Like me in college when it came to tequila, the wise overlords at the Fed have had a hard time learning any lessons from the past. For the better part of a decade, we’ve had basically 0% interest rates and QE out the wazoo. Holding treasuries won’t get you anywhere, so everyone has been pushed into yield seeking speculation, chasing higher returns anywhere they can find it. That includes real estate.

Investors are indiscriminate in their choices today. They see little need to obtain much premium for investing in riskier assets. A 1980 value-add deal with eight-foot ceilings is trading very near the cap rate of a 1995 value-add deal with nine-foot ceilings. If you’re an active investor out there, I don’t have to tell you how crazy people are getting when bidding on deals. It’s ridiculous.

The good news is, even in a pretty severe downturn, solid multifamily properties tend to hold up well. It is usually not a catastrophic decline in income that will kill you; it is overpaying and poorly structuring. If underwritten and structured properly, you can make it out on the other side relatively unscathed, should the market turn.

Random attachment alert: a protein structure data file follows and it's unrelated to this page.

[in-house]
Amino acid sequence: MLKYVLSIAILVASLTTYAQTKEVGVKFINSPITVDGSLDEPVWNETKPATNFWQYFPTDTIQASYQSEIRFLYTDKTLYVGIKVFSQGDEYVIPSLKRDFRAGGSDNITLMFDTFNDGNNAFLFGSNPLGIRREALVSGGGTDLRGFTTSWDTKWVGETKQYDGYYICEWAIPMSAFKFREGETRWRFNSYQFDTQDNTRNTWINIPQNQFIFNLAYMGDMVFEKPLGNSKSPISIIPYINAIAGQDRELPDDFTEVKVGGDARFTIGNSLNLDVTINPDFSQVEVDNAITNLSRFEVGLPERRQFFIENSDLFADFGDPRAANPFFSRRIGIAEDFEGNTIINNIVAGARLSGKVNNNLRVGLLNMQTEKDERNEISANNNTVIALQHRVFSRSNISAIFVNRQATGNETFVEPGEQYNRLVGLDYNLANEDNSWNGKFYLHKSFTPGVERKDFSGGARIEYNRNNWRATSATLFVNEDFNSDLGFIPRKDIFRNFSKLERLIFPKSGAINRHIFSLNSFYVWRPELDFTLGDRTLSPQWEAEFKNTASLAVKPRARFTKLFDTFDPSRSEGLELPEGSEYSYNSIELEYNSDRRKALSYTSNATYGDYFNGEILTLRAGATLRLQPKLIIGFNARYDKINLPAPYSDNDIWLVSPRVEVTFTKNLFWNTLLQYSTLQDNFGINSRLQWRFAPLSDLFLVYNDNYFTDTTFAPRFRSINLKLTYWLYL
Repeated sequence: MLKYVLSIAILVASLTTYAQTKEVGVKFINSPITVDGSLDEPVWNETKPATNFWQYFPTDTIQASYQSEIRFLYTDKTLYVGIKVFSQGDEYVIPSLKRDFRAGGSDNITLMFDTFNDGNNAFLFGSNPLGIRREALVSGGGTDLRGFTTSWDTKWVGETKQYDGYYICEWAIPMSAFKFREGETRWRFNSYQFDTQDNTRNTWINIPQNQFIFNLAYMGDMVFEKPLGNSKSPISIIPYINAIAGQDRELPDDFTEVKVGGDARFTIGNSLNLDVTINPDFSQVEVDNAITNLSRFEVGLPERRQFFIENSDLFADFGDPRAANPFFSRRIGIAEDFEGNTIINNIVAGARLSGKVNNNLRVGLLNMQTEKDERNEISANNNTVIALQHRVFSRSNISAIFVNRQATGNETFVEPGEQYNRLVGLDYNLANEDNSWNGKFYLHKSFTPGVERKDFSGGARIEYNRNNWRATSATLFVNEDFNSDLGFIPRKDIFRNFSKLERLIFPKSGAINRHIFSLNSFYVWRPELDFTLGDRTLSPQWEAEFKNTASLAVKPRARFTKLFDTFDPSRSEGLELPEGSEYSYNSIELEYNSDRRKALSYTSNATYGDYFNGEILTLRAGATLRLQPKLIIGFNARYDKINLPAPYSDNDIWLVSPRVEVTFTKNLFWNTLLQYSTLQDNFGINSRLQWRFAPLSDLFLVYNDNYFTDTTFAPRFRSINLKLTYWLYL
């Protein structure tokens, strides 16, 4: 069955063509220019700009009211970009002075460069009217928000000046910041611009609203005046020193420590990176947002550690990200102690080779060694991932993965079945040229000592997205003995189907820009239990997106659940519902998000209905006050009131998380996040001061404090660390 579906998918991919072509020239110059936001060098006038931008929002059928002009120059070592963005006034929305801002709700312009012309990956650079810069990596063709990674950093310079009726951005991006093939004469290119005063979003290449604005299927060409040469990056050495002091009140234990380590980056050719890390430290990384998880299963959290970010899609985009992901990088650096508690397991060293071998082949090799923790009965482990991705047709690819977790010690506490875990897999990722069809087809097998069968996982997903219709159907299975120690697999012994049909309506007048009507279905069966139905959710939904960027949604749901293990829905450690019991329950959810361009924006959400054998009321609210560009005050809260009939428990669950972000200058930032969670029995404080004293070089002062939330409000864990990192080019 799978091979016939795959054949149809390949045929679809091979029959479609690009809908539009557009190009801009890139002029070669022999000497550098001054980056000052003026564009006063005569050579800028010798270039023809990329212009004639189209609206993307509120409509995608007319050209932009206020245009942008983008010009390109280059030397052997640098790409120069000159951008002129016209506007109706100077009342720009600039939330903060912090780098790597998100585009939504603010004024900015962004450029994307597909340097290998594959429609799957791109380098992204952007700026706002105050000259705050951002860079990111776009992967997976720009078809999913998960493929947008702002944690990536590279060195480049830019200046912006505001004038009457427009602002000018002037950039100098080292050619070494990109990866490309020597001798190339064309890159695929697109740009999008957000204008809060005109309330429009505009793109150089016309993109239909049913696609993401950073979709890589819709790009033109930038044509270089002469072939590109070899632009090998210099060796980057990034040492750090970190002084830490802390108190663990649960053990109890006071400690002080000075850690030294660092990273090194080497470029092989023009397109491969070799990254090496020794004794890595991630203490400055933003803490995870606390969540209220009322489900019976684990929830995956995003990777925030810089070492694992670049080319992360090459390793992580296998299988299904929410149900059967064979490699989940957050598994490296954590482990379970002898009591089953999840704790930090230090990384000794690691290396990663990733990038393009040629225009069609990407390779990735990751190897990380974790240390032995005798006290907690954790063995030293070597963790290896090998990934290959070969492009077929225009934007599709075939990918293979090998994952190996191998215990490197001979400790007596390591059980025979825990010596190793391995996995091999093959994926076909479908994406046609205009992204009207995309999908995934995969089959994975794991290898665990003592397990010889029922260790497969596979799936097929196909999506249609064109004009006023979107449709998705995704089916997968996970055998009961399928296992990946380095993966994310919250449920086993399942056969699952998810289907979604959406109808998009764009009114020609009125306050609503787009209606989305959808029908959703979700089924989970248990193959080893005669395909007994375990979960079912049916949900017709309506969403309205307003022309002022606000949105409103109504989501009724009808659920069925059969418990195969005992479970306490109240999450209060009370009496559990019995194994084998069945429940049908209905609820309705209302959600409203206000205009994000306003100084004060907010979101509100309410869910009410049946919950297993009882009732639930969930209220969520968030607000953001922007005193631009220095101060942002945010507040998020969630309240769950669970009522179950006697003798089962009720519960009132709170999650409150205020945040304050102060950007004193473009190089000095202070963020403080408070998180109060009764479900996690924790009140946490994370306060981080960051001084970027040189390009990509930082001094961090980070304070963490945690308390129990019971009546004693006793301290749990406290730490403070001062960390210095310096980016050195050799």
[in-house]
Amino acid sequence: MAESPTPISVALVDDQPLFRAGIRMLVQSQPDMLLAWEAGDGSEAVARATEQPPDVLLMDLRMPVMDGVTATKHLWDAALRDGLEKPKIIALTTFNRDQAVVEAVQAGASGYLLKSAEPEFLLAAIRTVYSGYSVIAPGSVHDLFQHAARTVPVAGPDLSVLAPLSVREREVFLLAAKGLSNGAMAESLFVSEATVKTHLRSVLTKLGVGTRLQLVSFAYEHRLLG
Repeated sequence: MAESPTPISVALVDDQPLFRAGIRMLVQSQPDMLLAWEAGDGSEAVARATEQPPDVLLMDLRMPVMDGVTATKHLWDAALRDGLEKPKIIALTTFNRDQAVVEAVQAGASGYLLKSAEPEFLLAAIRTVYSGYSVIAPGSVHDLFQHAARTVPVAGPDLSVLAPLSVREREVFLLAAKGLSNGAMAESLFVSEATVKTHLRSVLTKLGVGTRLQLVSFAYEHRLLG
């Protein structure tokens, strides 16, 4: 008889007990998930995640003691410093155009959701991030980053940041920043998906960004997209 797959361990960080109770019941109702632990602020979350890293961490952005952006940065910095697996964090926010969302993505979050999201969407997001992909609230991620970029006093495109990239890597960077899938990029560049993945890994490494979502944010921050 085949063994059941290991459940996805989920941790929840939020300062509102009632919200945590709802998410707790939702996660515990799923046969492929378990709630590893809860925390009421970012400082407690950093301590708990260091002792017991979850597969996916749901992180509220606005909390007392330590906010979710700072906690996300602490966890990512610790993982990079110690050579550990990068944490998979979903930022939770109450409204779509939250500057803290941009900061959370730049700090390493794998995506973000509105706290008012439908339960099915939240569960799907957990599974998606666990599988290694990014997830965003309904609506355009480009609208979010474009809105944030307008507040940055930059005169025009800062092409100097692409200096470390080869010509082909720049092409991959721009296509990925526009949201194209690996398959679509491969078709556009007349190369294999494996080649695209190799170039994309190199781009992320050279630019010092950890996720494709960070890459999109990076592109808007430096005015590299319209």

Actionable Advice

So, what should you do? I don’t know, I’m just a guy on the internet. But here’s what I would do:

If you are new to investing, keep your day job. Keep working, enjoy your stable income, and build up some valuable experience so you can get aggressive when there is blood in the streets. But maybe don’t jump in with both feet and risk everything. Partner up and do a couple deals structured as described below. If you try to buy a large deal from a reputable broker, you will overpay. Seriously. The only way they will ever award some new guy a deal in this market is if you pay way more than the next guy.

If you own a good amount of property now, consider selling some. I’m not saying panic and dump everything. Hold the high cash-flowing stable deals with long-term debt. Sell some of the more marginal stuff or deals that have debt maturing in a year or two. Take advantage of the low cap rates and position yourself to buy at better values. Be patient and keep some dry powder available. You can be a buyer and a seller at the same time.

If you are buying, understand that there are differences between underwriting and structuring a real estate deal. Doing both correctly is going to become important again.